This is why an Italian study (cited below in the bibliography) evaluated three tools for measuring the in vivo antioxidant action of some phytocomplexes; respectively: Trolox equivalent antioxidant capacity (TEAC), total radical-trapping antioxidant parameter (TRAP) and ferric reducing-antioxidant power (FRAP).

Also noteworthy is the study entitled ” The total antioxidant content of more than 3100 fodds, beverages, spices, herbs and supplements used worldwide “, which appeared in the Nutrition Journal in 2010.

Thus a database was created on which to draw for the drafting of the anti-inflammatory diet.

Flaming the Body

How to lighten the whole body with diet

The alteration of the inflammatory parameters we mentioned above can be prevented or compensated for by the following nutritional measures:

  • In the event of obesity, reaching a normal weight : after reducing calories ( low-calorie diet ) and motor training (motor protocol for the treatment of overweight );
  • If necessary, rebalancing of the lipid fraction : reduction of saturated fats in favor of unsaturated fats , limiting the intake of arachidonic acid , and increasing the intake of omega 3 polyunsaturated fatty acids – especially eicosapentaenoic acid (EPA) and docosahexaenoic acid (DHA);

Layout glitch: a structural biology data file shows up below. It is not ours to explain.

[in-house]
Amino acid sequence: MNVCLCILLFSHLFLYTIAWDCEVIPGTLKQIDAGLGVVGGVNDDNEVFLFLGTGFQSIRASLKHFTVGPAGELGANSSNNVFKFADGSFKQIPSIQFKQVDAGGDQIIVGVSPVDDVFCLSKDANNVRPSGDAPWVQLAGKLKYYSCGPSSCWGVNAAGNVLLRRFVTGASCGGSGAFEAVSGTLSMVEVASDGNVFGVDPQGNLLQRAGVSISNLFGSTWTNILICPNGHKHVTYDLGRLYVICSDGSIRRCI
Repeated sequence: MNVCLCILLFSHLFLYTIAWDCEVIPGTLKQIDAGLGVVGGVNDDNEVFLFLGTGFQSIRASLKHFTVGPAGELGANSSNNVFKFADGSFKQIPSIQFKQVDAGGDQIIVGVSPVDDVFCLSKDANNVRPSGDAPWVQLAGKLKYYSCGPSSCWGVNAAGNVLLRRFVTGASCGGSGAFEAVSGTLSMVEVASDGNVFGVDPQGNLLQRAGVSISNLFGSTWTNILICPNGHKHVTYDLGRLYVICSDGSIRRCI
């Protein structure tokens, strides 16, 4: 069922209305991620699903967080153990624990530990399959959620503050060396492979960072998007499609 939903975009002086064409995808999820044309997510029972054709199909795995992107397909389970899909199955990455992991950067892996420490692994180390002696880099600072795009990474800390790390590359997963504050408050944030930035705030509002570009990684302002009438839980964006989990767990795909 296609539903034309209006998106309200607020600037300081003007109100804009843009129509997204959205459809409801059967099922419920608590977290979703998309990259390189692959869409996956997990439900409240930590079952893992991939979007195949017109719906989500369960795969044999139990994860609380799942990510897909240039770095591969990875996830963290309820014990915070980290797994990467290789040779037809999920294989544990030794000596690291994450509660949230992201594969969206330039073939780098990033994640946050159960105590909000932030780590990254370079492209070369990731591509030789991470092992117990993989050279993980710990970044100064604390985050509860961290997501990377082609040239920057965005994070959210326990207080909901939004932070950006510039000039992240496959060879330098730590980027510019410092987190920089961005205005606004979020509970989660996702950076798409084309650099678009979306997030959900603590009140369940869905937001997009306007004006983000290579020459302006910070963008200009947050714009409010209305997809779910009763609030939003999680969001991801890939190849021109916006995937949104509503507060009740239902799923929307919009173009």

• If deficient, increase in the intake of essential nutrients with an antioxidant action : vitamin E or alpha- tocopherol , vitamin C , carotenoids , zinc and selenium ;
  • Increase in foods with antioxidant action : these are all foods with a composition that ensures an antioxidant effect independent of essential nutrients. We are talking above all of polyphenols , instead abundant in vegetables etc.

Attention! It doesn’t mean that animal-based foods don’t contain non- vitamin or mineral antioxidants . Meat and fish , for example, abound in lipoic acid and Coenzyme Q10 . However, due to their overall nutritional composition, they are not suitable for use in the anti-inflammatory diet.

So, by choosing the right anti-inflammatory foods and in the right amounts, we may be able to reduce oxidative stress and the risk of systemic inflammation-related diseases.

By constantly choosing the wrong ones instead, we may not introduce the right amounts of antioxidants and anti-inflammatory nutrients, indirectly favoring dysmetabolic , pro-oxidative, pro-inflammatory and pathological processes .

We have said that the total antioxidant capacity depends on the synergy and oxido-reductive interactions between the different molecules present in the food, and that in vivo the phytocomplexes act differently than in vitro.

In drafting the anti-inflammatory diet, therefore, it is above all necessary to take into account the overall composition; not of the properties of the single food.